Joane Pickett was more than a friendly face: Pickett Fences closes after 27 years on Blvd.

| March 4, 2021 | 0 Comments

JOANE Pickett and her husband, Wiley, with the late Councilman Tom LaBonge.

To say that closing her beloved Larchmont Boulevard store of 27 years, Pickett Fences, was completely traumatizing, would be the understatement of the year. But that is what happened, and this is where we are.

The pandemic has taken a devastating toll on many Larchmont businesses, both restaurant and retail, and as the pandemic wears on, month after month, and as the boulevard continues to change with the pandemic pushing it along, we are all witnesses to its transformation. But before we look forward, it’s imperative to look back, through the lens of one person and the little store that could … until it couldn’t.

Joane Hennenberger Pickett got her start in the business and sales side of wholesale clothing, where she sold to department stores and small retailers. She and her husband, Wiley, bought a “cute little house” in the Larchmont area, but Joane still found herself on an airplane every week, traveling for work. At the time, Larchmont Boulevard was a sleepy little street. Joane and Wiley decided to take a chance and opened up their very first retail store, Pickett Fences, in 1994 at 111 N. Larchmont (currently DMH Aesthetics), soon followed by her second store, Petticoats, in 1995, in the current Silver Linings frame store spot. Then in 2001, Joane decided to merge the two stores into one space at 214 N. Larchmont (most recently, the Trina Turk shop). With every move, the Picketts’ prospects improved.

“This was before the internet and the Grove,” explains Joane. “When we moved to the 214 space, we were in a busier area, near the crosswalk. The high profile location worked out really well for us.”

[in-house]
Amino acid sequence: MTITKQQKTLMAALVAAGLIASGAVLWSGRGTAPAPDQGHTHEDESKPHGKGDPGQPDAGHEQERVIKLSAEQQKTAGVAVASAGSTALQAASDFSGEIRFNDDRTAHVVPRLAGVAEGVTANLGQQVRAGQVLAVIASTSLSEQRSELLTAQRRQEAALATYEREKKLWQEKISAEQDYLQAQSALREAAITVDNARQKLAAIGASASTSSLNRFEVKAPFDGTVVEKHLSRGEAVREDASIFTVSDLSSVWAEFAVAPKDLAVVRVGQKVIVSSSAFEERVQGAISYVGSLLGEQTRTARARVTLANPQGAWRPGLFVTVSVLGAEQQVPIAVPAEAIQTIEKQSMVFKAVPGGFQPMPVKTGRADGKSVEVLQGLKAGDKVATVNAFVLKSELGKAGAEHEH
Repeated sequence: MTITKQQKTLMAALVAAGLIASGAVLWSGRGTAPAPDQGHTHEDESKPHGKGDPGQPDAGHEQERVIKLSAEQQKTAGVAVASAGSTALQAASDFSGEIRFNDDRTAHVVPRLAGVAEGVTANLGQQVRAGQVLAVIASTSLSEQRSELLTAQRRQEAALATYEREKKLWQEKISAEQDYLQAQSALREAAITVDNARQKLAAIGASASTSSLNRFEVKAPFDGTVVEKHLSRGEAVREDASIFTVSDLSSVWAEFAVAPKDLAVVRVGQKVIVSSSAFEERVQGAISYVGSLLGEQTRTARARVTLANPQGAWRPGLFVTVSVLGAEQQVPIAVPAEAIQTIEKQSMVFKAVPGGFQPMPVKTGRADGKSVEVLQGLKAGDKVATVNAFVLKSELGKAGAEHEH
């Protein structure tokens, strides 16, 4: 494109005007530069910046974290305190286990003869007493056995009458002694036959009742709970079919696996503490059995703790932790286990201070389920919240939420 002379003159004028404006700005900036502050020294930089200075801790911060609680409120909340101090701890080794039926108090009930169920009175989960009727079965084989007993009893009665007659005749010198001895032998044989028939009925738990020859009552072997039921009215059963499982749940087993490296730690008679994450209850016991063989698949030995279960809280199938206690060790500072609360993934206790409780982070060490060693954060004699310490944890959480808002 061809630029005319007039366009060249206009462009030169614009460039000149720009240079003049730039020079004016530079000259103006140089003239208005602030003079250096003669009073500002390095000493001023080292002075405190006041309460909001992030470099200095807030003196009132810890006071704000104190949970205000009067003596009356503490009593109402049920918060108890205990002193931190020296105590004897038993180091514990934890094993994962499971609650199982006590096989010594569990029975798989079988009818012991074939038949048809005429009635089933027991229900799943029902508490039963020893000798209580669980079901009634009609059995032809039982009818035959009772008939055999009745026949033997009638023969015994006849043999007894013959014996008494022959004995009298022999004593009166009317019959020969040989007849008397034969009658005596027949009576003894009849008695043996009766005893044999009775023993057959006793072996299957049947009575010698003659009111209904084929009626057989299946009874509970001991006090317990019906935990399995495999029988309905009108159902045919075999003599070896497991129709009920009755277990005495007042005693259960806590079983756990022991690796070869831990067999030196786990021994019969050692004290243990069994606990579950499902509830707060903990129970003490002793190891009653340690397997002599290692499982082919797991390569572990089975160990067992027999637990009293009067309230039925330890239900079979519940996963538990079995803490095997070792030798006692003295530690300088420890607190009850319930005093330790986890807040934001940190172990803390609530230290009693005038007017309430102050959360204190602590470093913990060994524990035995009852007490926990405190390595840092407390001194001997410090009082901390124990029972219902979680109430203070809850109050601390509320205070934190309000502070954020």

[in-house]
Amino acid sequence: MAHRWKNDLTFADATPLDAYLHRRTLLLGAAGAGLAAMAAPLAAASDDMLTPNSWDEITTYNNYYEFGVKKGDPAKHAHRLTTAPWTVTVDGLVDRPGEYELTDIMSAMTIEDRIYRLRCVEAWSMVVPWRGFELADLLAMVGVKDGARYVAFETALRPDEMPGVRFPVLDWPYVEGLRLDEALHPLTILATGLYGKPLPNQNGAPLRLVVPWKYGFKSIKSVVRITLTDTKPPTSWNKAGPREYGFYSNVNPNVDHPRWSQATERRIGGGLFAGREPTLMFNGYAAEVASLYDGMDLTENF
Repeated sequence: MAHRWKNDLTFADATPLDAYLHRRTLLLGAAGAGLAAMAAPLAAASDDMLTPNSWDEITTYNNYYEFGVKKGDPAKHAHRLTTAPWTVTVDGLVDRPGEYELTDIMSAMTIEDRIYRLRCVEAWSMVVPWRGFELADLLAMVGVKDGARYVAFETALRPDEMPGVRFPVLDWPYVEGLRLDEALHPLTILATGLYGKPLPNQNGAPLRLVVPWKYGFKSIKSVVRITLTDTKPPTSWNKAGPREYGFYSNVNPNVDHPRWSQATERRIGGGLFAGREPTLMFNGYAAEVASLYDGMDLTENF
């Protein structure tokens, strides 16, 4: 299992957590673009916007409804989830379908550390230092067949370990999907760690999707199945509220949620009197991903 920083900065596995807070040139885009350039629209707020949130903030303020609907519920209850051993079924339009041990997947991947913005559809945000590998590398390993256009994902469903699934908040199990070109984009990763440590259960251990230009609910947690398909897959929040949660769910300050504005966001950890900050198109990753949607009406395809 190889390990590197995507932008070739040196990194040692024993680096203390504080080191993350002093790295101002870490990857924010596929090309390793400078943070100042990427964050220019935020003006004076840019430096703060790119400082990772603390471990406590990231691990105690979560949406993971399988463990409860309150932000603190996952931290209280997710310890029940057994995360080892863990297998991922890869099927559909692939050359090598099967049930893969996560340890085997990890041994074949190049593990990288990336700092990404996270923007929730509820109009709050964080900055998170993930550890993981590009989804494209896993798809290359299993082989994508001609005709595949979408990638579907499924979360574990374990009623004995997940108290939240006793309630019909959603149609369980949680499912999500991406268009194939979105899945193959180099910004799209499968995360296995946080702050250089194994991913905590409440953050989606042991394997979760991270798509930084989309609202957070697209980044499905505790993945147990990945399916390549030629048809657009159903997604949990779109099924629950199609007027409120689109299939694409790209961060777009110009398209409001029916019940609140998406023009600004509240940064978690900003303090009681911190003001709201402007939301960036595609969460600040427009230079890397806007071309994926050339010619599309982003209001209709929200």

The Great Recession took its toll, but her business survived and, with the loyalty of its customer base, thrived once again.

“Joane always did her best to meet the changing trends,” says Anne Loveland of Loveland Carr Group. “She even adapted to let people bring dogs and ice cream into the store!”

In 2016, Joane lost her lease. “We looked everywhere for a new space,” she remembers. “Beverly Hills, Melrose, Hollywood — but we ultimately decided that if we weren’t on Larchmont Blvd., we would just close up shop.”

Luckily, a spot opened up across the street at 219 N. Larchmont, and Joane quickly snapped up a new lease.

Things were humming along nicely until the pandemic hit. The total shutdown in March, April and May, combined with the constant closing and reopening of small businesses in Los Angeles over the next 12 months, in tandem with the closures caused by social justice protests, became untenable.

“It’s very difficult to plan ahead,” explains Joane. “I have to put my orders into the suppliers months in advance, and with the constant uncertainty of ‘will we be open, will we be closed,’ it’s difficult to plan and place orders. The supply chain has broken down. The delivery services don’t deliver on time, and the suppliers aren’t making the amounts needed. It’s just a mess.”

Joane is not only devastated about her own store having to shutter its doors, but is also worried for other small businesses. By forcing mom and pop stores to close their doors at the beginning of the pandemic, but not the larger, corporate entities, “Newsom and Garcetti basically said, ‘don’t shop at small businesses, but it’s okay to go to the big box retail stores like Target and Walmart to do all of your shopping there,’” laments Joane.

As small businesses slowly opened up again, holiday shopping picked up, but reality quickly set in.